Gruff roughhouse Gi3mo declares ‘Big Gizzy is Boss’, reminding everyone of his biggest power moves to date that include hook-ups with Stig of the Dump, Inja and Dirty Dike. The Rum Committee crown ruler sends beats running for cover, bulldozing his way through with a big bad set of show and prove that’ll blow your house down. Another necessary recap comes from Farmabeats, counting down on ‘365’ with a year’s worth of heaviness as he twists folklore, funk and mystery for the benefit of Recognize Ali, Mach Hommy, Jalal Salaam, Ty Farris and more, like shady urban myths having the record set straight by a seething underground network. Earth2Tom’s ‘One’ LP, pushed forward by appearances from Confucius MC, FRSHRZ, Holly Flo Lightly and MINX, is a neck knotter numero uno. Freshness delivered in many shades of jazz and soul and for all occasions, the inclusive, hip-hop workshop vibe and have-beats-will-travel attitude, banish the blues. A talented bunch keeping it moving with a London heartbeat.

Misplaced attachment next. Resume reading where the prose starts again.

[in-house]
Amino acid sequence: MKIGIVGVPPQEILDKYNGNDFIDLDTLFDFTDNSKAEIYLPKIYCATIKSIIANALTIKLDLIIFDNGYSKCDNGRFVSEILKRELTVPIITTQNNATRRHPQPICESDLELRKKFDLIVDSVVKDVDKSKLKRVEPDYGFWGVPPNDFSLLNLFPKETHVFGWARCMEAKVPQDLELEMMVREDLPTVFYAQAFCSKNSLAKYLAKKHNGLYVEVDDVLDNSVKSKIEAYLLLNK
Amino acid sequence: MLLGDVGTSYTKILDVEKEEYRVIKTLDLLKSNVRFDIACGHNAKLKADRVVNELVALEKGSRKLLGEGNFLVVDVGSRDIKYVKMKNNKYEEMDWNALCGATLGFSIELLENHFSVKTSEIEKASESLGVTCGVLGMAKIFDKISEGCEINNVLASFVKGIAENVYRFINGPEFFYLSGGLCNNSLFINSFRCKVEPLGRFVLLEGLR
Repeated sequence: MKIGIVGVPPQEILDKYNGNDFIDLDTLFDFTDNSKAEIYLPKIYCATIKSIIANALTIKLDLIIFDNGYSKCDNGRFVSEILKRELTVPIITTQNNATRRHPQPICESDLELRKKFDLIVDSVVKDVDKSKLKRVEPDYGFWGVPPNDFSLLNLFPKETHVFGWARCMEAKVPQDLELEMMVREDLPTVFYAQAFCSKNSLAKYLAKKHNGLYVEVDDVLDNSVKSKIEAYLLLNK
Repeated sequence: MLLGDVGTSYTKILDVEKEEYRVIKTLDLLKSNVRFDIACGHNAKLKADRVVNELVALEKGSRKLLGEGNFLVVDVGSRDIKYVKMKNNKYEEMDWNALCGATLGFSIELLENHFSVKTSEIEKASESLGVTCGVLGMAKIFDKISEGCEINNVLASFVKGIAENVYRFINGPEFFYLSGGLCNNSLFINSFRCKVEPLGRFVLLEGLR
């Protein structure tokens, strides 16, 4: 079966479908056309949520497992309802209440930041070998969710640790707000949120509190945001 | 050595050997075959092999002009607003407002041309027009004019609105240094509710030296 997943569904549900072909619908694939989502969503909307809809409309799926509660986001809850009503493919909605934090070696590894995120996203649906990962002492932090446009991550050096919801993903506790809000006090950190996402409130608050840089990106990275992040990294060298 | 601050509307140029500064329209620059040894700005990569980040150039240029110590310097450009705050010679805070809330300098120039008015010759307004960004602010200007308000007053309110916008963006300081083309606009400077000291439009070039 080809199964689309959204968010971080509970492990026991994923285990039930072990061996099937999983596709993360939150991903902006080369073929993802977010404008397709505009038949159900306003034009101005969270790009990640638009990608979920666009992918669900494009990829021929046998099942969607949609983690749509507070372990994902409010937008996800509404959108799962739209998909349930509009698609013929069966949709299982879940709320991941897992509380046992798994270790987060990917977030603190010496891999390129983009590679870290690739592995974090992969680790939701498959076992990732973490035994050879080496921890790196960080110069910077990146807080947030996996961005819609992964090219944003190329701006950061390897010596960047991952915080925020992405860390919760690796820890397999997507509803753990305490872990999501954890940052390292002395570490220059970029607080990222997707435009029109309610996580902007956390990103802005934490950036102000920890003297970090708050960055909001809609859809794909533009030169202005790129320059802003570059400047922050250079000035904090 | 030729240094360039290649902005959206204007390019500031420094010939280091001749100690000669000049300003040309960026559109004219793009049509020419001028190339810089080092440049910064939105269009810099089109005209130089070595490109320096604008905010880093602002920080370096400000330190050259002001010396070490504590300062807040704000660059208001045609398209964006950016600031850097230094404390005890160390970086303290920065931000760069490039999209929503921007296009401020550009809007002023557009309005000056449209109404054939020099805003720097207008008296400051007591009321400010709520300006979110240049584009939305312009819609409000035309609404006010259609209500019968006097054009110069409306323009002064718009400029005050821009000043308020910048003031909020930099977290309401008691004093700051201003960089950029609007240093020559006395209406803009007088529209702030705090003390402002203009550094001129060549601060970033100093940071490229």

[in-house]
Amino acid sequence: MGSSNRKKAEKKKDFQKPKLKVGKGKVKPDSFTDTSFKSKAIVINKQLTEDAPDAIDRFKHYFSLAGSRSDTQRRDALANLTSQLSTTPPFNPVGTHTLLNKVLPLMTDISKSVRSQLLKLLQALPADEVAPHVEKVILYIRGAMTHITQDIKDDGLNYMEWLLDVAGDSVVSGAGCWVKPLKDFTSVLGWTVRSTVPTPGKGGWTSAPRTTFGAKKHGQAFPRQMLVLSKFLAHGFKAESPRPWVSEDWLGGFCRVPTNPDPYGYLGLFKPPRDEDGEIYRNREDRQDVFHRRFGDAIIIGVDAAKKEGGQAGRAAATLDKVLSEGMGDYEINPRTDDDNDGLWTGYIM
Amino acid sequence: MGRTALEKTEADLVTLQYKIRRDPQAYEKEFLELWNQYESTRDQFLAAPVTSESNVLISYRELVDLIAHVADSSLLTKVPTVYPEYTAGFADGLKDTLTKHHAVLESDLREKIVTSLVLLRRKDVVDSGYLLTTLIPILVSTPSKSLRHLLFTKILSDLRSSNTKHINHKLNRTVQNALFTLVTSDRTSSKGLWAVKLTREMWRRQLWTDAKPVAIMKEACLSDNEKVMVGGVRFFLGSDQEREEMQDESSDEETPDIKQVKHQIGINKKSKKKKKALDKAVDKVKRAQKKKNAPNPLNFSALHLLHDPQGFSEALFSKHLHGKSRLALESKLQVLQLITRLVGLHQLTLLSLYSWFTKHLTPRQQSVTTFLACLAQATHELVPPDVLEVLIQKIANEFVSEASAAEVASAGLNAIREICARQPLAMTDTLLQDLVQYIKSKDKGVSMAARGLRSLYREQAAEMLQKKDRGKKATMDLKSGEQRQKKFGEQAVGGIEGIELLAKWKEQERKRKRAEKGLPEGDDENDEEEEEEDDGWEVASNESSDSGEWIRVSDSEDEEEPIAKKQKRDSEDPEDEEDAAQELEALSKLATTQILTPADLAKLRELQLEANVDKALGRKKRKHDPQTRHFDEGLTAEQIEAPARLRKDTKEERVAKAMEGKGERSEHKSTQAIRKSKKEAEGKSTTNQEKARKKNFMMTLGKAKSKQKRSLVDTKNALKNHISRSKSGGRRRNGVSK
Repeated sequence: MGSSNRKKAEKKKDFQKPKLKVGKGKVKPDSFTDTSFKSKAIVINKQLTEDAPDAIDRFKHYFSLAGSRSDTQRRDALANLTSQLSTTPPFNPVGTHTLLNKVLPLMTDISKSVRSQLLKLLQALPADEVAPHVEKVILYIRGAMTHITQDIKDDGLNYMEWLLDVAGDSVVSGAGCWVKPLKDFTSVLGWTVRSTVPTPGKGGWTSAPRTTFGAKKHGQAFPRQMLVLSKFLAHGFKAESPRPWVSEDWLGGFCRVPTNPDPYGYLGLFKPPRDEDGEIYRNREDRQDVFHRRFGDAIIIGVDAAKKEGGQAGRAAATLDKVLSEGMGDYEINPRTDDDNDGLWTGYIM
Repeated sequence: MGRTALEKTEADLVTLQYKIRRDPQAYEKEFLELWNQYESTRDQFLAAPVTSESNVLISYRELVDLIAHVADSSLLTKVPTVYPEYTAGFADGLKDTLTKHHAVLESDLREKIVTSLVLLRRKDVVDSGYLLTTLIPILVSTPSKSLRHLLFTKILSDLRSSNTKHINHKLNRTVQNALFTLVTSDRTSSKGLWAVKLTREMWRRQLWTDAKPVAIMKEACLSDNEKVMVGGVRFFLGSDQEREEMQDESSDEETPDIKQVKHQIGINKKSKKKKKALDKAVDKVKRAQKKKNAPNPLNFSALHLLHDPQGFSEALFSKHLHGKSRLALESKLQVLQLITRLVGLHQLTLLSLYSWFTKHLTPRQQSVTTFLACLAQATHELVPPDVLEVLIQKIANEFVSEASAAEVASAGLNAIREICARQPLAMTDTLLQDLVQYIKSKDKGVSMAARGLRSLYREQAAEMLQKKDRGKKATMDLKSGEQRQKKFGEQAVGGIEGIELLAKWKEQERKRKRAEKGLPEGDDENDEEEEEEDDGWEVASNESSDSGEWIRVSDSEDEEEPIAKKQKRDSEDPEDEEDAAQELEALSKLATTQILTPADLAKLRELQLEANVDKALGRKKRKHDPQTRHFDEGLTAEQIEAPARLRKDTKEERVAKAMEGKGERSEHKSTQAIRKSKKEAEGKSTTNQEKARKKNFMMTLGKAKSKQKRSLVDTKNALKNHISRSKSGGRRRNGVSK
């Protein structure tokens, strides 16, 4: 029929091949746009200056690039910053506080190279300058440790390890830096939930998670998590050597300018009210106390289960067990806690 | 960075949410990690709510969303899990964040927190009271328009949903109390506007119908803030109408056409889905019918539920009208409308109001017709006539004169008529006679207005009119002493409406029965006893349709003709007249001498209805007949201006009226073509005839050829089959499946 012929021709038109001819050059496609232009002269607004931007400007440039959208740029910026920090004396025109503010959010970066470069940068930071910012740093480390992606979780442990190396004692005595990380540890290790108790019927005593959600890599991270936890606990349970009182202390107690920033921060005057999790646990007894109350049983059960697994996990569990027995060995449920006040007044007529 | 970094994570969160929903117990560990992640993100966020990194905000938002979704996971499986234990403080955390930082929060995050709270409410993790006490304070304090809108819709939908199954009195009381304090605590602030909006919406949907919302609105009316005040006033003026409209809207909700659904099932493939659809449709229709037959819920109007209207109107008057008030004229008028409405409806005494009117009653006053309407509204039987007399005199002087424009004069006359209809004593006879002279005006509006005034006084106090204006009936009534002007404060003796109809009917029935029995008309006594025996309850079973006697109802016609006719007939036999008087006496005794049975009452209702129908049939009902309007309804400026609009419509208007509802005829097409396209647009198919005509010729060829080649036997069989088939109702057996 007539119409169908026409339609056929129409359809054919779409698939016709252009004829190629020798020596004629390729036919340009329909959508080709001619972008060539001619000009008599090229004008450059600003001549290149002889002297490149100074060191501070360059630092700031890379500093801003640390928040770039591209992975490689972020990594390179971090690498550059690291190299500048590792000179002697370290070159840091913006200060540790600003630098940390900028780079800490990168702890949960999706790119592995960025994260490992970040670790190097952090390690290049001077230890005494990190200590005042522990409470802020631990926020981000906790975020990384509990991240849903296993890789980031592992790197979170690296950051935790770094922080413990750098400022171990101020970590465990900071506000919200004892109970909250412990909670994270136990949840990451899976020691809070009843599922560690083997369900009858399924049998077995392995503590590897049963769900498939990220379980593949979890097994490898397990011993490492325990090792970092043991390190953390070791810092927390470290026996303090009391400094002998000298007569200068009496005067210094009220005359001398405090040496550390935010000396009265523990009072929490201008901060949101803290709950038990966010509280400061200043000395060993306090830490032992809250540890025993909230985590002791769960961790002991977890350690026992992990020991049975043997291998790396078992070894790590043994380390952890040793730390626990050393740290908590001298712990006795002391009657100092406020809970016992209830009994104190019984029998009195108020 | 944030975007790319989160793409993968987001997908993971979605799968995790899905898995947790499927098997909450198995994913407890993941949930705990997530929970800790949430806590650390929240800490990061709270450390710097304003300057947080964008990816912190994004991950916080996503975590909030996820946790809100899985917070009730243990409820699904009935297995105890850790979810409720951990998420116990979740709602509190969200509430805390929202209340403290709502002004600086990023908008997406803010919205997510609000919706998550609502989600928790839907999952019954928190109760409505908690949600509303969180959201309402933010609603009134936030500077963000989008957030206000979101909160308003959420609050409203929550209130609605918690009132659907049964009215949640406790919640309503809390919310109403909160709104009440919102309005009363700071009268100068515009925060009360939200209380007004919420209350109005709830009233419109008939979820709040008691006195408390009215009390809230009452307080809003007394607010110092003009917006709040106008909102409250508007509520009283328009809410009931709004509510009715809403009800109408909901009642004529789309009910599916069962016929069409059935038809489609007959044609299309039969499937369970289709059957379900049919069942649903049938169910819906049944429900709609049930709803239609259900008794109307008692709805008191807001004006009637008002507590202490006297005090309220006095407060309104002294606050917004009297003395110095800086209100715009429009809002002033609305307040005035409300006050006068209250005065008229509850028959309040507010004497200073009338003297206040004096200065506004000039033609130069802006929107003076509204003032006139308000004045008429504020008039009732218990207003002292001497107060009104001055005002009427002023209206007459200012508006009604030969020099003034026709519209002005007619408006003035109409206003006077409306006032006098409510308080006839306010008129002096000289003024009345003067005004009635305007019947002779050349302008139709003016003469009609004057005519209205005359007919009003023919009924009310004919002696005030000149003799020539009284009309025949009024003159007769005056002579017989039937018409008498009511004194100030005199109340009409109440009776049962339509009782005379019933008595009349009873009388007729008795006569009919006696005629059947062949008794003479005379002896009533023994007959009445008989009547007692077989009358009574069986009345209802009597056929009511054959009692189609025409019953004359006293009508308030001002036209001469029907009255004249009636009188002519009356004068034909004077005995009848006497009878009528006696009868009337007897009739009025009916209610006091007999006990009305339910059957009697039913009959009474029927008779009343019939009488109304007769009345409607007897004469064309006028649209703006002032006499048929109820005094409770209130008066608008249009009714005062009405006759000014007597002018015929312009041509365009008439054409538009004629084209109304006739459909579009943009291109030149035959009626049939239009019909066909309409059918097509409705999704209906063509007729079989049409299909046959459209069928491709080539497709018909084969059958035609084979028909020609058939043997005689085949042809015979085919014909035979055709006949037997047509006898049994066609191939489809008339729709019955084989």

Leading a search party by miner’s lamp through a quagmire the wrong way, Armand Hammer’s Elucid and Billy Woods come out the other side reeking of ‘Paraffin’. Unburdened and unrepentantly marching through hip-hop’s twilight zones to enhance their own cult, be warned, cos these two “are good at these ghetto games”. An album so underground that it bears beats and rhymes fossils. Now for the settling of street scores to a soundtrack of duels decided on the count of three: Knowledge the Pirate is a dry, sleep-is-the-cousin-of-death rhymer, and ‘Flintlock ’is an album of pure tooth for a tooth, eye for an eye stakes-raising. Will have you lost in the drama hook, line and sinker. The drama that Giallo Point brings is never a small thing, re-teaming with Smoovth for ‘Don Fabio: Medellin II’. Expect the usual mix of seedy underworlds and chandelier sparkle, blunt-edged collaborators such as Estee Nack, Hus Kingpin and Crimeapple, and concentration leaving all concerned gasping in fear of a shopping trip for Colombian neckties.